From: Ben Peart <firstname.lastname@example.org> To: email@example.com Cc: firstname.lastname@example.org Subject: [RFC] Add support for downloading blobs on demand Date: Fri, 13 Jan 2017 10:52:53 -0500 [thread overview] Message-ID: <email@example.com> (raw) [-- Warning: decoded text below may be mangled, UTF-8 assumed --] [-- Attachment #1: Type: text/plain, Size: 4344 bytes --] Goal ~~~~ To be able to better handle repos with many files that any individual developer doesnt need it would be nice if clone/fetch only brought down those files that were actually needed. To enable that, we are proposing adding a flag to clone/fetch that will instruct the server to limit the objects it sends to commits and trees and to not send any blobs. When git performs an operation that requires a blob that isnt currently available locally, it will download the missing blob and add it to the local object store. Design ~~~~~~ Clone and fetch will pass a --lazy-clone flag (open to a better name here) similar to --depth that instructs the server to only return commits and trees and to ignore blobs. Later during git operations like checkout, when a blob cannot be found after checking all the regular places (loose, pack, alternates, etc), git will download the missing object and place it into the local object store (currently as a loose object) then resume the operation. To prevent git from accidentally downloading all missing blobs, some git operations are updated to be aware of the potential for missing blobs. The most obvious being check_connected which will return success as if everything in the requested commits is available locally. To minimize the impact on the server, the existing dumb HTTP protocol endpoint objects/<sha> can be used to retrieve the individual missing blobs when needed. Performance considerations ~~~~~~~~~~~~~~~~~~~~~~~~~~ We found that downloading commits and trees on demand had a significant negative performance impact. In addition, many git commands assume all commits and trees are available locally so they quickly got pulled down anyway. Even in very large repos the commits and trees are relatively small so bringing them down with the initial commit and subsequent fetch commands was reasonable. After cloning, the developer can use sparse-checkout to limit the set of files to the subset they need (typically only 1-10% in these large repos). This allows the initial checkout to only download the set of files actually needed to complete their task. At any point, the sparse-checkout file can be updated to include additional files which will be fetched transparently on demand. Typical source files are relatively small so the overhead of connecting and authenticating to the server for a single file at a time is substantial. As a result, having a long running process that is started with the first request and can cache connection information between requests is a significant performance win. Now some numbers ~~~~~~~~~~~~~~~~ One repo has 3+ million files at tip across 500K folders with 5-6K active developers. They have done a lot of work to remove large files from the repo so it is down to < 100GB. Before changes: clone took hours to transfer the 87GB .pack + 119MB .idx After changes: clone took 4 minutes to transfer 305MB .pack + 37MB .idx After hydrating 35K files (the typical number any individual developer needs to do their work), there was an additional 460 MB of loose files downloaded. Total savings: 86.24 GB * 6000 developers = 517 Terabytes saved! We have another repo (3.1 M files, 618 GB at tip with no history with 3K+ active developers) where the savings are even greater. Future Work ~~~~~~~~~~~ The current prototype calls a new hook proc in sha1_object_info_extended and read_object, to download each missing blob. A better solution would be to implement this via a long running process that is spawned on the first download and listens for requests to download additional objects until it terminates when the parent git operation exits (similar to the recent long running smudge and clean filter work). Need to do more investigation into possible code paths that can trigger unnecessary blobs to be downloaded. For example, we have determined that the rename detection logic in status can also trigger unnecessary blobs to be downloaded making status slow. Need to investigate an alternate batching scheme where we can make a single request for a set of "related" blobs and receive single a packfile (especially during checkout). Need to investigate adding a new endpoint in the smart protocol that can download both individual blobs as well as a batch of blobs.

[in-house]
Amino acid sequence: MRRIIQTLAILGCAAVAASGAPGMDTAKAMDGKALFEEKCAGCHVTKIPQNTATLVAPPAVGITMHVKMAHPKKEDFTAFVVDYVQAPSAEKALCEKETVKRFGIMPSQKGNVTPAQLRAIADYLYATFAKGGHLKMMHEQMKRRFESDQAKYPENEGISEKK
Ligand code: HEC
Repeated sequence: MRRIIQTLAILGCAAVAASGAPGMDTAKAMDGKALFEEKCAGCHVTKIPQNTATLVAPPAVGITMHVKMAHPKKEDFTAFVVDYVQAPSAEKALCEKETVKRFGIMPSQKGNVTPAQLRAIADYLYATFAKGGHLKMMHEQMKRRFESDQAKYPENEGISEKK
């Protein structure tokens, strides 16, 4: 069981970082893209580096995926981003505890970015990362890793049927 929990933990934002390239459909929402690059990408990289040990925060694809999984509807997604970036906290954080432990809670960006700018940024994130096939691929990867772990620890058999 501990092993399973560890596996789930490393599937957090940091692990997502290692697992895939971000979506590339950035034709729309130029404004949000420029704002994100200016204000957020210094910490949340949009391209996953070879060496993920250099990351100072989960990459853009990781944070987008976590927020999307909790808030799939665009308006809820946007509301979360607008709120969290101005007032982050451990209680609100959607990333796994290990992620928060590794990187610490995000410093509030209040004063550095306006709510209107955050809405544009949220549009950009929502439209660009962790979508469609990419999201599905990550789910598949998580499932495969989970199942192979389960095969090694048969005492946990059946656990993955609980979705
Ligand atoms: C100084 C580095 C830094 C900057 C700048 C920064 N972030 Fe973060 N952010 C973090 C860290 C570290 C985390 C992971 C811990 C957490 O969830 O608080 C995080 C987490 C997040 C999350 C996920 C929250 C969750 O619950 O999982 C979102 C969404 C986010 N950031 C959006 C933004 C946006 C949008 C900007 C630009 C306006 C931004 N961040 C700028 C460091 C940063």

next reply other threads:[~2017-01-13 15:53 UTC|newest] Thread overview: 13+ messages / expand[flat|nested] mbox.gz Atom feed top 2017-01-13 15:52 Ben Peart [this message] 2017-01-13 21:07 ` Shawn Pearce 2017-01-17 21:50 ` Ben Peart 2017-01-17 22:05 ` Martin Fick 2017-01-17 22:23 ` Stefan Beller 2017-01-18 18:27 ` Ben Peart 2017-01-17 18:42 ` Jeff King 2017-01-17 21:50 ` Ben Peart 2017-02-05 14:03 ` Christian Couder 2017-02-07 18:21 ` Ben Peart 2017-02-07 21:56 ` Jakub Narębski 2017-02-08 2:18 ` Ben Peart 2017-02-23 15:39 ` Ben Peart
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